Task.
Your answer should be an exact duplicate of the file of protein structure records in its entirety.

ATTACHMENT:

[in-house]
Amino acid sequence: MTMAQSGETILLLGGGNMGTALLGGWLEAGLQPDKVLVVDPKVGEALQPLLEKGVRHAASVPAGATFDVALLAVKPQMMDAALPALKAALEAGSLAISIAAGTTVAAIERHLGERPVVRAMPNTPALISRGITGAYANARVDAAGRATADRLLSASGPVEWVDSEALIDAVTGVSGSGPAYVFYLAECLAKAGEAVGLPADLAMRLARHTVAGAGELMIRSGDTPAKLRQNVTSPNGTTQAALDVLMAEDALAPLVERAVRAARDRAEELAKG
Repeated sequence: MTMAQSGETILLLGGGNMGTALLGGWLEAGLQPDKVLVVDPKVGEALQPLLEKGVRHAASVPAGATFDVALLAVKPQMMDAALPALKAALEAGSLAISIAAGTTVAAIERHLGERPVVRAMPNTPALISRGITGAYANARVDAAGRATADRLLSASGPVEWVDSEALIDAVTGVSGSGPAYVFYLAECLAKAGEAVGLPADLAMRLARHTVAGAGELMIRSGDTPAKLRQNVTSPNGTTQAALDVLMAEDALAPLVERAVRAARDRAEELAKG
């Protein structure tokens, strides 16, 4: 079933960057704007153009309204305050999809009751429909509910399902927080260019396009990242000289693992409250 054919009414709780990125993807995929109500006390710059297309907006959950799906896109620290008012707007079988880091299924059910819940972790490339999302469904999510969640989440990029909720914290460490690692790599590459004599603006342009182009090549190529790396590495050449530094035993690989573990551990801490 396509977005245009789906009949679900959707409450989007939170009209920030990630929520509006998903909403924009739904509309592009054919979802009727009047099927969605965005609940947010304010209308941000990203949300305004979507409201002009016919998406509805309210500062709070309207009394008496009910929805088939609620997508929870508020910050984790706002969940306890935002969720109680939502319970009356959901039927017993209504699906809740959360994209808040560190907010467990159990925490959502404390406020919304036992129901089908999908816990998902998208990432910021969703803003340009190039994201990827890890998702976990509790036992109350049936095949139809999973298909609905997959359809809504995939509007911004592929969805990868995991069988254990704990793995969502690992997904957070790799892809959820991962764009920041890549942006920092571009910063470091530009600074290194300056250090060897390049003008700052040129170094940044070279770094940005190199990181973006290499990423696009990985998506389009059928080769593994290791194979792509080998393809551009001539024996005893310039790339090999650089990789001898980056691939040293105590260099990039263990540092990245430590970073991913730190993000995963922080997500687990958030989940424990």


[in-house]
Amino acid sequence: MTMAQSGETILLLGGGNMGTALLGGWLEAGLQPDKVLVVDPKVGEALQPLLEKGVRHAASVPAGATFDVALLAVKPQMMDAALPALKAALEAGSLAISIAAGTTVAAIERHLGERPVVRAMPNTPALISRGITGAYANARVDAAGRATADRLLSASGPVEWVDSEALIDAVTGVSGSGPAYVFYLAECLAKAGEAVGLPADLAMRLARHTVAGAGELMIRSGDTPAKLRQNVTSPNGTTQAALDVLMAEDALAPLVERAVRAARDRAEELAKG
Repeated sequence: MTMAQSGETILLLGGGNMGTALLGGWLEAGLQPDKVLVVDPKVGEALQPLLEKGVRHAASVPAGATFDVALLAVKPQMMDAALPALKAALEAGSLAISIAAGTTVAAIERHLGERPVVRAMPNTPALISRGITGAYANARVDAAGRATADRLLSASGPVEWVDSEALIDAVTGVSGSGPAYVFYLAECLAKAGEAVGLPADLAMRLARHTVAGAGELMIRSGDTPAKLRQNVTSPNGTTQAALDVLMAEDALAPLVERAVRAARDRAEELAKG
């Protein structure tokens, strides 16, 4: 079933960057704007153009309204305050999809009751429909509910399902927080260019396009990242000289693992409250 054919009414709780990125993807995929109500006390710059297309907006959950799906896109620290008012707007079988880091299924059910819940972790490339999302469904999510969640989440990029909720914290460490690692790599590459004599603006342009182009090549190529790396590495050449530094035993690989573990551990801490 396509977005245009789906009949679900959707409450989007939170009209920030990630929520509006998903909403924009739904509309592009054919979802009727009047099927969605965005609940947010304010209308941000990203949300305004979507409201002009016919998406509805309210500062709070309207009394008496009910929805088939609620997508929870508020910050984790706002969940306890935002969720109680939502319970009356959901039927017993209504699906809740959360994209808040560190907010467990159990925490959502404390406020919304036992129901089908999908816990998902998208990432910021969703803003340009190039994201990827890890998702976990509790036992109350049936095949139809999973298909609905997959359809809504995939509007911004592929969805990868995991069988254990704990793995969502690992997904957070790799892809959820991962764009920041890549942006920092571009910063470091530009600074290194300056250090060897390049003008700052040129170094940044070279770094940005190199990181973006290499990423696009990985998506389009059928080769593994290791194979792509080998393809551009001539024996005893310039790339090999650089990789001898980056691939040293105590260099990039263990540092990245430590970073991913730190993000995963922080997500687990958030989940424990």